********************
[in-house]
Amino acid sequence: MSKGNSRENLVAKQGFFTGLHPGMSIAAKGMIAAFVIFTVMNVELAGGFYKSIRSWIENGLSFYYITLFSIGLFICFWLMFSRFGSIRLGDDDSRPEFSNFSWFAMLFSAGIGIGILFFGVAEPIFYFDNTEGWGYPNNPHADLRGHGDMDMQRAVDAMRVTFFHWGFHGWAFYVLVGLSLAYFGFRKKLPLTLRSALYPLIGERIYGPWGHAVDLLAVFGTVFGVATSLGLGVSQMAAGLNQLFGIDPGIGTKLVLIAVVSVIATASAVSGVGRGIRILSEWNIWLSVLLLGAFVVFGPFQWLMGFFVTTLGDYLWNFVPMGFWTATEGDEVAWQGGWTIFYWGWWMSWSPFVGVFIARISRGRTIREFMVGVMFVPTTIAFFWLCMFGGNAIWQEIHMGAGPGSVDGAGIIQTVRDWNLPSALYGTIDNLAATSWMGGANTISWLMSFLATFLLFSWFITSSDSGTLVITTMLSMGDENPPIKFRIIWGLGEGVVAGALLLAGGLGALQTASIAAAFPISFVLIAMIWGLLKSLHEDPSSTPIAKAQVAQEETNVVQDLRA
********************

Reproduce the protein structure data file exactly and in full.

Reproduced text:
[in-house]
Amino acid sequence: MSKGNSRENLVAKQGFFTGLHPGMSIAAKGMIAAFVIFTVMNVELAGGFYKSIRSWIENGLSFYYITLFSIGLFICFWLMFSRFGSIRLGDDDSRPEFSNFSWFAMLFSAGIGIGILFFGVAEPIFYFDNTEGWGYPNNPHADLRGHGDMDMQRAVDAMRVTFFHWGFHGWAFYVLVGLSLAYFGFRKKLPLTLRSALYPLIGERIYGPWGHAVDLLAVFGTVFGVATSLGLGVSQMAAGLNQLFGIDPGIGTKLVLIAVVSVIATASAVSGVGRGIRILSEWNIWLSVLLLGAFVVFGPFQWLMGFFVTTLGDYLWNFVPMGFWTATEGDEVAWQGGWTIFYWGWWMSWSPFVGVFIARISRGRTIREFMVGVMFVPTTIAFFWLCMFGGNAIWQEIHMGAGPGSVDGAGIIQTVRDWNLPSALYGTIDNLAATSWMGGANTISWLMSFLATFLLFSWFITSSDSGTLVITTMLSMGDENPPIKFRIIWGLGEGVVAGALLLAGGLGALQTASIAAAFPISFVLIAMIWGLLKSLHEDPSSTPIAKAQVAQEETNVVQDLRA